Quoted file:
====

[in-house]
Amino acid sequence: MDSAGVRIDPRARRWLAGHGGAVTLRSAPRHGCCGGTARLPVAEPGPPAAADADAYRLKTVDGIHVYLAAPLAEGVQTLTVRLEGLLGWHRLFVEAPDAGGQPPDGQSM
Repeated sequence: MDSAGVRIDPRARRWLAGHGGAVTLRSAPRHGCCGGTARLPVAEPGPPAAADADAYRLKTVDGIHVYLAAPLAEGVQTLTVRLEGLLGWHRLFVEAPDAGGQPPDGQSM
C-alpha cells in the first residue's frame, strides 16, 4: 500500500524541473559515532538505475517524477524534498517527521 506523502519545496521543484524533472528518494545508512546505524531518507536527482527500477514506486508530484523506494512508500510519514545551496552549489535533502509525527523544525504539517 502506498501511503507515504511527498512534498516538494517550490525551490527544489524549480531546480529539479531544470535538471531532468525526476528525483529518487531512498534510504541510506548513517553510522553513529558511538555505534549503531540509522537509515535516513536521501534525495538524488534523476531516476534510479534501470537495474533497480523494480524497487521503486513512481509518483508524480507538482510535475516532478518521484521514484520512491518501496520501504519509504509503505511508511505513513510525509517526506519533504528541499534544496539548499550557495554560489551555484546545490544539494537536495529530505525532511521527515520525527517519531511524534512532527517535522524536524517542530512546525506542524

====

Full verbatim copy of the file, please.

[in-house]
Amino acid sequence: MDSAGVRIDPRARRWLAGHGGAVTLRSAPRHGCCGGTARLPVAEPGPPAAADADAYRLKTVDGIHVYLAAPLAEGVQTLTVRLEGLLGWHRLFVEAPDAGGQPPDGQSM
Repeated sequence: MDSAGVRIDPRARRWLAGHGGAVTLRSAPRHGCCGGTARLPVAEPGPPAAADADAYRLKTVDGIHVYLAAPLAEGVQTLTVRLEGLLGWHRLFVEAPDAGGQPPDGQSM
C-alpha cells in the first residue's frame, strides 16, 4: 500500500524541473559515532538505475517524477524534498517527521 506523502519545496521543484524533472528518494545508512546505524531518507536527482527500477514506486508530484523506494512508500510519514545551496552549489535533502509525527523544525504539517 502506498501511503507515504511527498512534498516538494517550490525551490527544489524549480531546480529539479531544470535538471531532468525526476528525483529518487531512498534510504541510506548513517553510522553513529558511538555505534549503531540509522537509515535516513536521501534525495538524488534523476531516476534510479534501470537495474533497480523494480524497487521503486513512481509518483508524480507538482510535475516532478518521484521514484520512491518501496520501504519509504509503505511508511505513513510525509517526506519533504528541499534544496539548499550557495554560489551555484546545490544539494537536495529530505525532511521527515520525527517519531511524534512532527517535522524536524517542530512546525506542524